French philosopher, Charles Fourier coined the term feminism during the first half of the 19th century. Since then, the movement has had numerous followers but some have contributed more to it than others. Here are three women that have made a difference in the fight for gender equality.
Simone de Beauvoir
Born in 1908 in Paris, France, Simon de Beauvoir was a French writer, political activist and social theorist, who wrote “The Second Sex” in 1949. The book was extremely controversial (banned by the Vatican) at the time as it criticised the patriarchal society and shed light on the struggles faced by women. She had a gigantic influence on the feminist theory and feminist existentialism. Despite championing the women’s right for economic independence and equal education, she was always reluctant to describe herself as a feminist.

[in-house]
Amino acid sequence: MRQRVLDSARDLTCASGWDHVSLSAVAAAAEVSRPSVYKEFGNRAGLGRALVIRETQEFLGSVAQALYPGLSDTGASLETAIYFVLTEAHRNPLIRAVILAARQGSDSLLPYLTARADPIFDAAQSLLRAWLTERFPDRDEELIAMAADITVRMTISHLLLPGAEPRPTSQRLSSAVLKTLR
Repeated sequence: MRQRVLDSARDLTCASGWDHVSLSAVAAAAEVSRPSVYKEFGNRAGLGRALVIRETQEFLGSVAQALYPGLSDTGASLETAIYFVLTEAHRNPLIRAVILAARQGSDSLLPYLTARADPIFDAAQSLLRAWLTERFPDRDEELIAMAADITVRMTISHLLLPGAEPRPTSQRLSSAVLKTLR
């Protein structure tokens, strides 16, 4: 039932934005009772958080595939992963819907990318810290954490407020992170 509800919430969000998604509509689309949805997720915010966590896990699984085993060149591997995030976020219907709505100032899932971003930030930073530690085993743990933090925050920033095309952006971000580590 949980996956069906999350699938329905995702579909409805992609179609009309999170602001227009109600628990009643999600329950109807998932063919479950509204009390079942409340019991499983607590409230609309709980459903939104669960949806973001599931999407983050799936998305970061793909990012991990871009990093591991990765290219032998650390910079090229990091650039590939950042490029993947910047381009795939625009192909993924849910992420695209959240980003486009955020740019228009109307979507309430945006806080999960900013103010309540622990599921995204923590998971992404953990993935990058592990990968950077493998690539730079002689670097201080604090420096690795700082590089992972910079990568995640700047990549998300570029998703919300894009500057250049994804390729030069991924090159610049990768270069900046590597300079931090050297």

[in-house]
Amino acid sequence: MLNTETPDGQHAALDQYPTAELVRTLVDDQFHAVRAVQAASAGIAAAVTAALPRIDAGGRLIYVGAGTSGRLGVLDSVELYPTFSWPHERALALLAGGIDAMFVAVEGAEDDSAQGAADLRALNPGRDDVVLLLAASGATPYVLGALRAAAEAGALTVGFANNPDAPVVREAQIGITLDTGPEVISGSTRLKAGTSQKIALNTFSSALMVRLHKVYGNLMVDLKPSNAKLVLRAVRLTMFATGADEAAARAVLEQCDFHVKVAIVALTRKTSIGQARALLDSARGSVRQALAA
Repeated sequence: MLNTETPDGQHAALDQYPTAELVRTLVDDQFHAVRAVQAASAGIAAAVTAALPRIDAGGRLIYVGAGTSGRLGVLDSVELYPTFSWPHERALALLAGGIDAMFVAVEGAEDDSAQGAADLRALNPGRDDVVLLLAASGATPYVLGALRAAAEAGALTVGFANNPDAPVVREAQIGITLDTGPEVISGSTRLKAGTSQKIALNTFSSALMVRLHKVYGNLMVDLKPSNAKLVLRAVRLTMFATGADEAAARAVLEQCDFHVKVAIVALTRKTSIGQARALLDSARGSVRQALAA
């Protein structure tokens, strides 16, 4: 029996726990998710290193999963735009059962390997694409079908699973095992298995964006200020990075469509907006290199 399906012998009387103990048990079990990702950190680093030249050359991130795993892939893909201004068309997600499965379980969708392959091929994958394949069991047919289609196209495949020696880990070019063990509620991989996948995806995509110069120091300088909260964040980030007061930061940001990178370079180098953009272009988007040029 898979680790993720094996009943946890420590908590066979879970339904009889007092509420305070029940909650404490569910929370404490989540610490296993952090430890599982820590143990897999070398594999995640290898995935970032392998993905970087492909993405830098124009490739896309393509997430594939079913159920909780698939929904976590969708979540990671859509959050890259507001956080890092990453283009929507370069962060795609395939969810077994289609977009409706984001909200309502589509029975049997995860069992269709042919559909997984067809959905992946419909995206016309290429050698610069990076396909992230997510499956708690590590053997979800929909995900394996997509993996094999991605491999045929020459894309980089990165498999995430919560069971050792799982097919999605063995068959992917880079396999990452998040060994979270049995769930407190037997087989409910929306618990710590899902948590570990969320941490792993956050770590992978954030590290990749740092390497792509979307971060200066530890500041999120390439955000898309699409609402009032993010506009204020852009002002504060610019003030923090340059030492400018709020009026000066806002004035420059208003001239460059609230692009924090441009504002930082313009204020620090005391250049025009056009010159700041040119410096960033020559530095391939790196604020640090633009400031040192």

Simon de Beauvoir with Jean-Paul Sartre, Leah Goldberg and Avraham Shlonsky
American writer and activist, Betty Friedan is credited for giving the push to the second wave of feminism, which commenced during the 1960s and lasted until the late 1970s. She play an integral role into the establishment of the National Women’s Political Caucus. In 1966, Friedan became the first president of the National Organization for Women. She also organised the famous Women’s Strike for Equality in 1970. She is the author of “The Feminine Mystique”, which is one of the most important feminist works of the 20th century.
Maya Angelou was born in St. Louis in 1928, and did not only advocate for gender equality but for racial unity as well. She is one of the most prominent American authors and poets, and through her powerful writing and vibrant public speaking, she inspired numerous people to overcome their prejudice towards gender and race. In 2011, Angelou received the Presidential Medal of Freedom. During her life, she wrote 36 books, seven autobiographies and earned over 50 honorary degrees.